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I recently acquired a pair of LaScalas that appear to have come from the factory with organ amplifiers. The top was screwed on, there are tone knobs (tweet/mid) and an AA crossover. Built late 79 (high 800s and they are within ten digits of sequential.) The finish at the seam is perfect (BB) and the screws are matching. These were rescued from the church rafters after 40 years and are mint, they even have a warranty card still tacked to the back. I can’t find any info on these, but I can’t see anyone breaking the top off of these and returning with a perfect seam….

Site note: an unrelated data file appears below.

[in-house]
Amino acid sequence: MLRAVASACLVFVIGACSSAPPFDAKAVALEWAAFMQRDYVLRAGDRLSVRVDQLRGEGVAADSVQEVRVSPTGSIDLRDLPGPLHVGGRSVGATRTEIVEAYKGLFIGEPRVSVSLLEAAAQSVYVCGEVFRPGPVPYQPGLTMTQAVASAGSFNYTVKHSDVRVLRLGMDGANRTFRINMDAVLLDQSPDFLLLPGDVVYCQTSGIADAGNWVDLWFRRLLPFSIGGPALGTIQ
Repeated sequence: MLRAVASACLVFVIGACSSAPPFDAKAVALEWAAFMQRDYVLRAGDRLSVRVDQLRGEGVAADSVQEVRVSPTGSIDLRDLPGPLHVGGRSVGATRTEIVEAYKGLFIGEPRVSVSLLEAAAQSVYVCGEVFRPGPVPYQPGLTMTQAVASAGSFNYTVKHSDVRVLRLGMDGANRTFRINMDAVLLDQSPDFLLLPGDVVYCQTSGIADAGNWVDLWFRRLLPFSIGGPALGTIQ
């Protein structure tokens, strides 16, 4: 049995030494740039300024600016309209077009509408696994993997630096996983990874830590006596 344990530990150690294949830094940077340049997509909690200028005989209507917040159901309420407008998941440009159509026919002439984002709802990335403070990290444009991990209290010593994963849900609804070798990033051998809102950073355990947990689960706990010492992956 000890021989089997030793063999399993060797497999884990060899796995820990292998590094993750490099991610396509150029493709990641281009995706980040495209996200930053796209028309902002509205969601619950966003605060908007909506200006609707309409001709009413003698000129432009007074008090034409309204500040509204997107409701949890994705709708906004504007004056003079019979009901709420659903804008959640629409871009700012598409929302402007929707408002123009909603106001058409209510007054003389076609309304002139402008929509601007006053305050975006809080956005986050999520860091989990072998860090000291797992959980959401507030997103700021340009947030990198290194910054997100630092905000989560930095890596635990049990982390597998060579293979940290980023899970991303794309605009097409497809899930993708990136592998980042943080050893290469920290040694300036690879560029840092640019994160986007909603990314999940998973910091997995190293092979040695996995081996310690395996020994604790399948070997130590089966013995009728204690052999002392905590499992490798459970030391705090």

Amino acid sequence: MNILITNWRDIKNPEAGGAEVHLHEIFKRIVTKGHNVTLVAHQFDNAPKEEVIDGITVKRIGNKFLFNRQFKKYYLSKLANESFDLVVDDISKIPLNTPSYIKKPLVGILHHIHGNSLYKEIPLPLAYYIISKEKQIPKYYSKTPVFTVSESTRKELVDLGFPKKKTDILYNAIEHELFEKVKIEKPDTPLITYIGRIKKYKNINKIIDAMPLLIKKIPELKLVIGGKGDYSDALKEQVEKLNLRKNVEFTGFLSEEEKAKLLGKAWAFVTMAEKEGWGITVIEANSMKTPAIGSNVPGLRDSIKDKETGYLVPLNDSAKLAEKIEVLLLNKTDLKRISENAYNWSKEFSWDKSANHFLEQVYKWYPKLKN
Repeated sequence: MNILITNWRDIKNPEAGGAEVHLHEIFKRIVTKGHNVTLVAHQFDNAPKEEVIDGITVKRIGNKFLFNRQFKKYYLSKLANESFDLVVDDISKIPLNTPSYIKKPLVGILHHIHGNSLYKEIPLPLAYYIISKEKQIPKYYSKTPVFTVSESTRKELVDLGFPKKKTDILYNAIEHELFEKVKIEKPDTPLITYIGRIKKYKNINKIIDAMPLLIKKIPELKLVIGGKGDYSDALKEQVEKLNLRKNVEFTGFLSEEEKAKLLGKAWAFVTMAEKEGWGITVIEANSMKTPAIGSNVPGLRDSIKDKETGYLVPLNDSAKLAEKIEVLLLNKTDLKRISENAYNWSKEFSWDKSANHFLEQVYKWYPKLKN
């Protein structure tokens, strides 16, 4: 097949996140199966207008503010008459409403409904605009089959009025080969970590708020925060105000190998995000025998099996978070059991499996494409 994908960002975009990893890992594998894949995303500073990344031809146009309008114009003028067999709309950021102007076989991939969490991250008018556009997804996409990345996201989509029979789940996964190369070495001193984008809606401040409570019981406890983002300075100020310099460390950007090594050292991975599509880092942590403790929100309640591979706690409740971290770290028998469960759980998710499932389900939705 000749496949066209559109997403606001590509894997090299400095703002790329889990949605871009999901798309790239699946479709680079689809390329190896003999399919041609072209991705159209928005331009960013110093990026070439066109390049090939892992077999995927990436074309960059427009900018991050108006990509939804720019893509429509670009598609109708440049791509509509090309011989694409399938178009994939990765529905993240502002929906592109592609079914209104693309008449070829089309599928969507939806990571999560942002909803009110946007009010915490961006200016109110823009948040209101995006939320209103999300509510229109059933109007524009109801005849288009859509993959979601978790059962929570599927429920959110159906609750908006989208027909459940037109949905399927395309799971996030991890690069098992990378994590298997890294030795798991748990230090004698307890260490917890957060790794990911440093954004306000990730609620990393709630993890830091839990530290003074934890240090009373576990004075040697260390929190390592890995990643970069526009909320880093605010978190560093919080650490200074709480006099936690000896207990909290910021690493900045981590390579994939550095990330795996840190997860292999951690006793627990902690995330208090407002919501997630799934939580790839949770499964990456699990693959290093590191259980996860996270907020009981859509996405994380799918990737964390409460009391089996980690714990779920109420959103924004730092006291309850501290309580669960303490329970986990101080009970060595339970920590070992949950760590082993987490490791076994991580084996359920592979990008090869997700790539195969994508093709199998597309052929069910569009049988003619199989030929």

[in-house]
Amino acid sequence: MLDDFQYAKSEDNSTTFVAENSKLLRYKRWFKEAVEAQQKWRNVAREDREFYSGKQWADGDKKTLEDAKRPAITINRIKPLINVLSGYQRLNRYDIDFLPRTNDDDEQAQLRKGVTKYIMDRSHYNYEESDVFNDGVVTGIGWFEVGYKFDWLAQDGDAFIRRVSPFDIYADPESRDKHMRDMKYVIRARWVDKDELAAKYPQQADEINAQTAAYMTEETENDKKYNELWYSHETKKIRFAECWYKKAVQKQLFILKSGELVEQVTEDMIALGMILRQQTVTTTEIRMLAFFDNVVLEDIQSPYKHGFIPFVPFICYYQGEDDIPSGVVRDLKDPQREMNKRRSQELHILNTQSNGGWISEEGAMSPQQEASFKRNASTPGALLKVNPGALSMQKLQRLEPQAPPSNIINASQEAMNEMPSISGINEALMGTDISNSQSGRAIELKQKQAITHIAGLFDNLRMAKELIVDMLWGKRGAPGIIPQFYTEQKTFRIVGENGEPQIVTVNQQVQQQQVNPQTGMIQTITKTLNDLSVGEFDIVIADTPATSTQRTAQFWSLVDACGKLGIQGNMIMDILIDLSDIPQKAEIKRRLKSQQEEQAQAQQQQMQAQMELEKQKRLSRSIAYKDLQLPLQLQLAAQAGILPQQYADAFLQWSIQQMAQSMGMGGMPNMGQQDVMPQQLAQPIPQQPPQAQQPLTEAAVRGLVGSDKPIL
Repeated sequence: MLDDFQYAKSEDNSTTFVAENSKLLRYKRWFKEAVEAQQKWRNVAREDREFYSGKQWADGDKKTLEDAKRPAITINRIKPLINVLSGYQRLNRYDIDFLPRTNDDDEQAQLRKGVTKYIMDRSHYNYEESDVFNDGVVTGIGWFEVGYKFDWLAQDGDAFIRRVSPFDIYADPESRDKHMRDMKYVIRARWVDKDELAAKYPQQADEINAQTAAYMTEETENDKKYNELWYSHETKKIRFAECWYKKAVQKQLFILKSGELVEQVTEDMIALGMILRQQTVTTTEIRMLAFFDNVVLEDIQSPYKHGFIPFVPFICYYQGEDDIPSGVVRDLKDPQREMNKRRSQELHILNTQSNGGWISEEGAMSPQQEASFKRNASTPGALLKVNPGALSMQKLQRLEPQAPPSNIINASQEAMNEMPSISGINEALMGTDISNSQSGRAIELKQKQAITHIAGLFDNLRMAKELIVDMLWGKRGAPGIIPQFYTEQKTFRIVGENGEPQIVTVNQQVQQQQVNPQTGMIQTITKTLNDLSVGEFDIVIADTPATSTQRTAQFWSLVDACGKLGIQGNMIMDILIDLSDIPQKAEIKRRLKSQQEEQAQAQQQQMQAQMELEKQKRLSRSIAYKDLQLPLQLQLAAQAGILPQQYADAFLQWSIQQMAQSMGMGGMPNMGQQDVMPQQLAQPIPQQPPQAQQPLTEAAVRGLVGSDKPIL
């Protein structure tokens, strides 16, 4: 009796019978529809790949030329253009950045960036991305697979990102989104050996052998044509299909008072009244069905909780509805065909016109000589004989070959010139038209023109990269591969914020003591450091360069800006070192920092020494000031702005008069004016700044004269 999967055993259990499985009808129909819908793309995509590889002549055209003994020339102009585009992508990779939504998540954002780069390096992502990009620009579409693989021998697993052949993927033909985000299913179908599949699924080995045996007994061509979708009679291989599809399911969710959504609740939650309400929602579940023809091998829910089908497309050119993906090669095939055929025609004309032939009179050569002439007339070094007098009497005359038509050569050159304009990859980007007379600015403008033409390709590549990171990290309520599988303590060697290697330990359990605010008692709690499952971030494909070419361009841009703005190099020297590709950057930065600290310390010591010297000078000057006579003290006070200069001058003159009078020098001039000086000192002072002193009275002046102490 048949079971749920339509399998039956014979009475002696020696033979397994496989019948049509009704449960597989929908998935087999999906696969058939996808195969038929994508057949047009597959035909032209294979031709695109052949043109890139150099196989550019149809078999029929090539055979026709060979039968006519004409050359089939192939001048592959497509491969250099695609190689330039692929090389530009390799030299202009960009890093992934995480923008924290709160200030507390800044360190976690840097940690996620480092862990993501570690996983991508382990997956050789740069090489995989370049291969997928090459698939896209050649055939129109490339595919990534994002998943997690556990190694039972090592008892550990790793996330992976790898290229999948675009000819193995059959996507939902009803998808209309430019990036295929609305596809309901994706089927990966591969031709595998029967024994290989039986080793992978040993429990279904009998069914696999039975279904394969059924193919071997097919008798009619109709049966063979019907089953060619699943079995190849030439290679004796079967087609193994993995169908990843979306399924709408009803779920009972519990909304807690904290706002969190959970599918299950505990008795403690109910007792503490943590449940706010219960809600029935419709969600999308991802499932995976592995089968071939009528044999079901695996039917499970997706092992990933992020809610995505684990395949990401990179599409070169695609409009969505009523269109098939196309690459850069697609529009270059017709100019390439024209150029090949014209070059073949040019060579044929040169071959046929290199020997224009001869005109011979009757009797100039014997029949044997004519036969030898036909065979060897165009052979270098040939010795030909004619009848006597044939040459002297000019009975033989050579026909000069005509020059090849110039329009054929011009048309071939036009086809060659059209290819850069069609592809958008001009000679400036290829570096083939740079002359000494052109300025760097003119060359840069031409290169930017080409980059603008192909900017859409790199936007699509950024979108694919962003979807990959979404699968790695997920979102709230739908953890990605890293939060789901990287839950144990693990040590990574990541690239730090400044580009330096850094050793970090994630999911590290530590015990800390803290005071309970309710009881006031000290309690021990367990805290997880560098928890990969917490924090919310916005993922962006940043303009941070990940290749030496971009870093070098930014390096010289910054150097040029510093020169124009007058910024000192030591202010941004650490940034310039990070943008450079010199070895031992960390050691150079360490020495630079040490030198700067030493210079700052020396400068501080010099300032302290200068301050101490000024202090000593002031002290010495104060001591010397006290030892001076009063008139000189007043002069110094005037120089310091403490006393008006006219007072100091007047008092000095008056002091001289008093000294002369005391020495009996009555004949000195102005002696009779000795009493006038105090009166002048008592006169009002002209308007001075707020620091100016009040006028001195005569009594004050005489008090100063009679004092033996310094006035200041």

I had a set of series 1s for 10 years or so, cabinets had typical pealing veneer, water damage to top and bottoms. I originally had plans to black lacquer them and once I got started I realized that there was much more to it than expected. So I did what everyone does and just left them black with grain showing. After redoing several speakers in black lacquer over the years, I decided to do a set of series 2 that were in bad shape and did a complete money no issue type restoration that included rebuilding the corners edges and seams with a much more harder material. It took a good chunk of time and money but they turned out great. So after I picked up a 3rd series 1 for $30 which had a terrible cabinet and what I found later to be a water damaged but still working woofer, I decided the next project was to fix the bad job I started 10 years ago and turn the 3rd one into a center channel. I also came up with an unusual themed look for these 3 speakers that would set them apart from any other set in the world. I always figure that there's no sense spending time on anything if you're going through the trouble you might as well make it your own creation. A simple veneer job will never be a project I would be planning. I would have a hard time getting excited to do it knowing it will end up looking like so many other thousands of speakers that are out there already. I want mine to be recognizable as my build just from seeing a picture from 10 feet away. After much thought I had to improve on the original design by removing a few of their weaknesses or slight imperfections without losing the original sound, since they were going to be stripped and I had full control. I felt the best way to start was to move all driver's to the front of the motor board to remove the diffraction that was part of series 1s problems. Not only the diffraction at the edge of each hole but at the cabs front edges. They needed to be rounded or mitered. I chose rounded which may be the harder of the 2 since the paint was going to show any tiny defects. I opted to work with all original parts once again for the 2 mains which meant completely grinding down all sides to get a perfectly flat and true surface on all sides of the cabinets. Removing any cupping and maintaining edge thickness around the front was crucial. The way that the series 1 are built has the motor board screwed to backing strips (¾“x¾” blocks of plywood) that are stapled around the front inside edges (definitely not the best way to build the cabinet since they offer little strength and lack ability to seal air tight) and they are not cut to be precise leaving gaps at the corners and do not offer an airtight seal. So all seams and connections were sealed with glue and large gaps were filled with Bondo to make them air tight where glue alone could not fill them. The next issue was the drivers themselves were not made to be front mounted, the casting was made with the side flanges were thicker in the middle than at the edges. This raised area made a V shaped flange on the back side where the seam was and made them not able to be mounted without possibly cracking the the edges of the flanges and also making it difficult to seal and mount evenly. Both the tweeters and mids displayed this casting issue. They had to be filed flat so all 4 sides were level, this took much more time than expected to end up with perfectly flat flanges. Moving the drivers in front of the motor board gained some interior volume, I also moved the tweeter down closer to the squaker, originally I did this to get them to blend together better and for looks but later realized it was a necessary in order to be able to mount the tweeter without the magnet hitting the backing strip. I had to make the drivers appear to be inset into the board without actually cutting away any material. It also wanted it to have a very original look, a new texture that would make the entire speaker look as if it was made to not be covered up and hidden from sight. I then carefully cut pieces that fit like a glove over the drivers. Great care was used during the trimming of the new cut outs. There's a 3/16” strip of wood left behind the front trim piece between the tweeter and mid just so they seal tight. The tweeters corners were ground to fit inside the mids. Foam tape was used to make airtight seals. The painting part was no longer as difficult as I had seen on other speakers, the plywood had a better more solid foundation that was much easier to seal especially on the edges. I found it did not need to be ground away and rebuilt as the series 2 cabinets needed. They did have their own set of challenges that needed to be addressed but there was much less ”redoing” as I progressed in comparison. The center channel needed to be completely fabricated and I drew up a plan for 2 designs, 1 would use a pair of 6.75“ DCM 5.5 ohm dual voice coil woofers and the other was for a pair of 10” woofers single 16 ohm voice coil or a pair of 5.5 ohm dual voice coil. The 10” just called for a cab that was going to be quite a bit larger just to mount them. I went with the DCM and packed everything in tight as possible. I also made the cabinet to fit around the motor board. Grooving the sides and notching the front to make a tight dato fitting that could be glued airtight during assembly. I had a piece of 3/4” 10 ply veneered plywood that was big enough to make the cabinet no room for error. I did the same front mounting and covered the front with the same textured hardboard 3/16” panel, cut to fit exactly as possible. The ports were from some speakers I tore apart and tossed, I had 2 sets of them no idea what they came from. But they needed to be modded as well to flare the opening and make them smooth. JB Weld did the trick, I have plans to cover the 12” woofers with a similar metal grill but haven't found the right one. It has to fit directly on the edge of the basket as the smaller ones do. I cannot have a frame under it or anything that's larger in size since it has no room available with the front cover cut exactly to fit. I may have to make my own by hand. The sound has greatly improved even better than the series 2 by a long shot. I did have to move the autoformer settings for the center channel and added a 15 ohm 10watt resistor in parallel with the mid to smoothen the response. The overall look was exactly what I was looking for and the bonus was the much improved sound. I think I have made a near perfectly timbre matched center with the most unique look possible, all pieces are mirror finish black lacquer (that has become my finish of choice on anything I do now) just to make sure that these will stand out as another one of my creations and very less likely to ever see another in existence. This set of 3 has been named the ”Tiki Series” the mask of the warrior is a very close rendition of my final creation.